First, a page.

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Tuesday, January 10, 2006

Minor and Major Closers

A couple odds and ends today.

Not being a fantasy league player, this is the first year I've purchased Ron Shandler's Baseball Forecaster and I have to say that I'm thoroughly enjoying it. I especially enjoyed his Toolbox which condenses many sabermetric ideas into a short space. Here was one that while I had heard before, I had never actually seen the numbers.

"Projecting Saves: Origin of Closers
...From 1990-2004, there were 280 twenty-save performances in Double-A and Triple-A, accomplished by 254 different pitchers.

Of those 254, only 46 ever made it to the majors.
Of those 46, only 13 ever posted a 20-save season.
Of those 13, only 5 ever posted more than one 20-save season: John Wettland, Mark Wohlers, Ricky Battalico, Braden Looper, and Francisco Cordero.

Five pitchers out of 254, a rate of barely 2%."

Intuitively, this is what you'd expect but not, I don't believe, for the reason Shandler notes. He says in this section that one of the reasons "that minor league closers rarely become major league closers is because, in general, they do not get enough innings in the minors to sufficiently develop their arms into big-league caliber."

While this may be a small contributing factor, my first thought is that generally young pitchers with the best stuff come through the system as starters. As a result pitchers who are relievers in the minors are generally less talented and therefore have a much smaller chance of making the big leagues. They also pitch fewer innings of course which is a result of their inferior talent, not a reason their arms don't develop. And of course the reason the most talented pitchers remain starters in the minor leagues is that teams want to see their prospects throw and because having a great closer in the minors is far less important than it is in the majors.

Also, just noticed today that version 5.3 of the Lahman database is now available for download. I couldn't live without it.

And I would be remiss if I didn't mention that former Cub Bruce Sutter was elected to the Hall of Fame today by being named on 76.9% of the ballots. He'll go in with Tracy Ringolsby who received the Spink Award.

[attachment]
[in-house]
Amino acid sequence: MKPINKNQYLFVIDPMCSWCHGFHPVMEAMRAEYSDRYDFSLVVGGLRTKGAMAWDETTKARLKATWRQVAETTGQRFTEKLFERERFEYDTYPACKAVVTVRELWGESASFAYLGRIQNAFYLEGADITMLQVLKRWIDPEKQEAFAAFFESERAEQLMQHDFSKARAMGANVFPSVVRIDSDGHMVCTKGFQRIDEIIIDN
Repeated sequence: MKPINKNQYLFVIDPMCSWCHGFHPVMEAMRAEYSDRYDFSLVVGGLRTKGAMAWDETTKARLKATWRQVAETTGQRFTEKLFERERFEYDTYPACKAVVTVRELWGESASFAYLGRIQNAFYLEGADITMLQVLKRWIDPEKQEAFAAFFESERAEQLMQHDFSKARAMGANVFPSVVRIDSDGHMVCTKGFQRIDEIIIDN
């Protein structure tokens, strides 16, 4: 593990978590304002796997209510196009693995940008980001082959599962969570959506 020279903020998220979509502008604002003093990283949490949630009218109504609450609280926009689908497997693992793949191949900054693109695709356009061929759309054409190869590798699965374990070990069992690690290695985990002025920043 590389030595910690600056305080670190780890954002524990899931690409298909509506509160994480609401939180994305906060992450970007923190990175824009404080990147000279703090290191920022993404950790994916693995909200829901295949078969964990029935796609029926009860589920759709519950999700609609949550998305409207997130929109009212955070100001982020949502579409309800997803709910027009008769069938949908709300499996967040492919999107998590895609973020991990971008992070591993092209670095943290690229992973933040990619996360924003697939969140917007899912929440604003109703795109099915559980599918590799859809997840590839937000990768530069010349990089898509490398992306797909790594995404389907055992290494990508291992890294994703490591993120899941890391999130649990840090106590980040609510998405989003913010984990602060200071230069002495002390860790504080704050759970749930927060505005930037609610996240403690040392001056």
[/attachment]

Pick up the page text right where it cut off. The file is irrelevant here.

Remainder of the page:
Sutter is the first "pure reliever" to be elected, meaning a pitcher who never started a game in his career. He finished 512 of the 661 games he pitched in racking up 300 saves exactly. It should be noted, however, that Dennis Eckersley, Hoyt Wilhelm, and Rollie Fingers would not have been elected had they not been converted to relievers.

Former Cubs Rich Gossage, another started later converted to a reliever received 336 votes, good for 64.6%, Andre Dawson was at 317 and 61%, and Lee Smith came in with 234 and 45%.

It's interesting that Sutter was elected on the strength of just eight seasons (1976-1982,1984) out of the 12 seasons he played. His Black Ink, Gray Ink, HOF Standards, and HOF Monitor ratings you can find on are mostly low with the exception of the HOF Monitor but of course being a pure reliever makes it difficult to use these tools.

With Sutter now in one can make an excellent case that Gossage should be elected as well. He also had seven or eight excellent seasons and pitched more and worked harder for his 310 saves. Smith should also get more consideration, if only because he record 178 more saves than Sutter. In the end though, Sutter was elected not primarily because of his raw statistics, but because he helped usher in the new reliever usage pattern that is dominant today where closer is a defined role and relegated to the ninth inning and because he popularized the split-fingered fastball.

It was unfortunate that "The Hawk" didn't get more consideration since next year Tony Gwynn, Cal Ripken Jr. and Mark McGwire are eligible. Gwynn and Ripken are shoe-ins of course but I'm betting that McGwire will have to wait a few years. I always liked Dawson as a player despite his penchant for chasing bad balls and not walking (never more than 44 times). He was a good fielder and I remember marveling at his cannon arm when we would visit Wrigley Field in the late 1980s. Once he even almost killed me with a line shot foul ball down the left field line. Only the seat in front of me saved me as I was mesmerized by the speed and curve on the ball.

His stats say he's a marginal Hall of Famer at best but the Cub in me was pulling for him.

Update 1/11: Here's Aaron Gleeman's take on the balloting. He makes a good case for Gossage. I think that perhaps Gossage and Sutter are closer than their career numbers would imply since the Goose's effective seasons ended after 1985 and so his last 450 inning were basically league average. He also recorded just 26 saves after his 1988 season with the Cubs. So roughly, their peak years were very similar.


Ron Hostetter said...

In today's KC Star, Joe Posnanski makes a case for Dan Quisenberry. He's compared Quiz and Sutter, and he feels that if Sutter's in, Quiz deserves another shot.

obsessivegiantscompulsive said...

Thanks for the note on the Lahman database. I was hoping you could give me some advice.

I've never used the database but would like to start. Very introductory statistical knowledge but know enough to do simple type of stuff. Obviously don't have statistical package nor do I have a regular database package (I do have an old copy of Improv plus Excel and if I dig around can find a copy of Filemaker to use).

What would you suggest I use to do analysis on the Lahman database? Any tips or lessons learned you can share?

Thanks and take care, best wishes for a good 2006.